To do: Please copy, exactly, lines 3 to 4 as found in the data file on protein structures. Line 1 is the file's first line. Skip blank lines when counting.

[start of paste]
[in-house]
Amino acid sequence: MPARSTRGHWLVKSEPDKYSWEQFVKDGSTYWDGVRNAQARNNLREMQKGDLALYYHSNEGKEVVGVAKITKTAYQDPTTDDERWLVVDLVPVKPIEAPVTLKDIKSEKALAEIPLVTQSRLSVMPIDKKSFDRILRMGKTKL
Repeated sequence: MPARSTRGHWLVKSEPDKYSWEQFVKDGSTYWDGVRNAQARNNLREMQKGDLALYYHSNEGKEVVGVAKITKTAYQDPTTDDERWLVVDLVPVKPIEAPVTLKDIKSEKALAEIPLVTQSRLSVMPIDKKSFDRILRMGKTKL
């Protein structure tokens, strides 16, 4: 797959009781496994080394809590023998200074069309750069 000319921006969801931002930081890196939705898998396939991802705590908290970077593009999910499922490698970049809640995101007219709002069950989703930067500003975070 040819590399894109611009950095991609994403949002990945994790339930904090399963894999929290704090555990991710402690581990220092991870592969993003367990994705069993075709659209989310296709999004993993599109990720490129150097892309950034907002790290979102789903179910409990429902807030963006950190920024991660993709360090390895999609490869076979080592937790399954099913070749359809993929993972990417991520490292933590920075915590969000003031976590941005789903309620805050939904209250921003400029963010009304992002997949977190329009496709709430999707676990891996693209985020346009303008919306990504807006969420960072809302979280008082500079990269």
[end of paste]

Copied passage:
Repeated sequence: MPARSTRGHWLVKSEPDKYSWEQFVKDGSTYWDGVRNAQARNNLREMQKGDLALYYHSNEGKEVVGVAKITKTAYQDPTTDDERWLVVDLVPVKPIEAPVTLKDIKSEKALAEIPLVTQSRLSVMPIDKKSFDRILRMGKTKL
């Protein structure tokens, strides 16, 4: 797959009781496994080394809590023998200074069309750069 000319921006969801931002930081890196939705898998396939991802705590908290970077593009999910499922490698970049809640995101007219709002069950989703930067500003975070 040819590399894109611009950095991609994403949002990945994790339930904090399963894999929290704090555990991710402690581990220092991870592969993003367990994705069993075709659209989310296709999004993993599109990720490129150097892309950034907002790290979102789903179910409990429902807030963006950190920024991660993709360090390895999609490869076979080592937790399954099913070749359809993929993972990417991520490292933590920075915590969000003031976590941005789903309620805050939904209250921003400029963010009304992002997949977190329009496709709430999707676990891996693209985020346009303008919306990504807006969420960072809302979280008082500079990269």